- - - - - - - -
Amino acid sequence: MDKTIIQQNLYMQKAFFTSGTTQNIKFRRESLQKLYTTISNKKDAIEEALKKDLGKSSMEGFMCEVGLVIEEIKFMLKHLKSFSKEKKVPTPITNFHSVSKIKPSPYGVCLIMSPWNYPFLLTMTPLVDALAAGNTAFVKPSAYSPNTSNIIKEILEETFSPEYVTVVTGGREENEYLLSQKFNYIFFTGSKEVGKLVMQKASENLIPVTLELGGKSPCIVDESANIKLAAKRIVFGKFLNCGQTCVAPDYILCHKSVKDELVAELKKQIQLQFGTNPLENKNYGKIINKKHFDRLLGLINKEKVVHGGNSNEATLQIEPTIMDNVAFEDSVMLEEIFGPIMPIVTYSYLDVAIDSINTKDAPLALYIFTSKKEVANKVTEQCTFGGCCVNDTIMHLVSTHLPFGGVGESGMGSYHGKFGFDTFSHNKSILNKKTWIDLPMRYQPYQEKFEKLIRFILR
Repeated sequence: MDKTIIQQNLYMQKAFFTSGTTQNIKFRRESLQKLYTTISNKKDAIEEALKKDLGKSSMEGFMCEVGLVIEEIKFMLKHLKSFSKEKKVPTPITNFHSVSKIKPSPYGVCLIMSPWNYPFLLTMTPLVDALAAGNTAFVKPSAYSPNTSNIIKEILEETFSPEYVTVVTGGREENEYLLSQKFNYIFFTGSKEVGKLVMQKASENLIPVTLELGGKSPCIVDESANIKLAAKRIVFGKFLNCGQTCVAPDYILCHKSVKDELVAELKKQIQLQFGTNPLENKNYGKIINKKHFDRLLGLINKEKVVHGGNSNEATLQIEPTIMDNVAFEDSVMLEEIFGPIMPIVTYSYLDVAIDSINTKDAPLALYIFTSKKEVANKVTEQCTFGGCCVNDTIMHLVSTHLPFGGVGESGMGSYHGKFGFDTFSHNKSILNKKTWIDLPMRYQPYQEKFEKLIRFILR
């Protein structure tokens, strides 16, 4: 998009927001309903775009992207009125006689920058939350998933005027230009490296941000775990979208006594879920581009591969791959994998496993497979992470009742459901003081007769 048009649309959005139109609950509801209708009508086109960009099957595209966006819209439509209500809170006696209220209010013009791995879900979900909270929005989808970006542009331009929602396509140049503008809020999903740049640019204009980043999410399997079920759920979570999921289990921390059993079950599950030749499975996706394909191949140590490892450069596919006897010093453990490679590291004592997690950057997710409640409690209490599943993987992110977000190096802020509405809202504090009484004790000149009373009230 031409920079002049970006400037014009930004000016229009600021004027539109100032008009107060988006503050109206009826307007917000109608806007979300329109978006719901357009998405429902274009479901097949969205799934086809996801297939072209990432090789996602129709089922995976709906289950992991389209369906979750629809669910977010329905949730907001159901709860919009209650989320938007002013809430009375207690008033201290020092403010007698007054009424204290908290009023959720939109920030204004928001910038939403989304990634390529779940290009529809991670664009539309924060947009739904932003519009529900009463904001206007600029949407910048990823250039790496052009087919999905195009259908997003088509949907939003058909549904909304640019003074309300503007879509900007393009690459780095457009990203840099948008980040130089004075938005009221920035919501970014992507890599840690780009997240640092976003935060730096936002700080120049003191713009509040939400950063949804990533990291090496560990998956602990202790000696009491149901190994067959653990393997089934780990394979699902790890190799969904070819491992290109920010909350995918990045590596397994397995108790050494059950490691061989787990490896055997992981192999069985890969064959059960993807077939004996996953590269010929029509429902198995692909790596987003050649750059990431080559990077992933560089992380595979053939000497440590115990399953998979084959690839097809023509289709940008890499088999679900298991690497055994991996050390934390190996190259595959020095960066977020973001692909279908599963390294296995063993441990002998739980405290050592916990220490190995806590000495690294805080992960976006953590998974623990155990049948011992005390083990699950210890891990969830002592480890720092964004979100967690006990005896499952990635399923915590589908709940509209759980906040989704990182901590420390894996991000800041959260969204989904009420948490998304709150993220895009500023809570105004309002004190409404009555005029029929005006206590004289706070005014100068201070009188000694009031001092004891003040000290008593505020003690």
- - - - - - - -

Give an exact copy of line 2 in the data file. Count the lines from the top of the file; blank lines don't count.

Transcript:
Repeated sequence: MDKTIIQQNLYMQKAFFTSGTTQNIKFRRESLQKLYTTISNKKDAIEEALKKDLGKSSMEGFMCEVGLVIEEIKFMLKHLKSFSKEKKVPTPITNFHSVSKIKPSPYGVCLIMSPWNYPFLLTMTPLVDALAAGNTAFVKPSAYSPNTSNIIKEILEETFSPEYVTVVTGGREENEYLLSQKFNYIFFTGSKEVGKLVMQKASENLIPVTLELGGKSPCIVDESANIKLAAKRIVFGKFLNCGQTCVAPDYILCHKSVKDELVAELKKQIQLQFGTNPLENKNYGKIINKKHFDRLLGLINKEKVVHGGNSNEATLQIEPTIMDNVAFEDSVMLEEIFGPIMPIVTYSYLDVAIDSINTKDAPLALYIFTSKKEVANKVTEQCTFGGCCVNDTIMHLVSTHLPFGGVGESGMGSYHGKFGFDTFSHNKSILNKKTWIDLPMRYQPYQEKFEKLIRFILR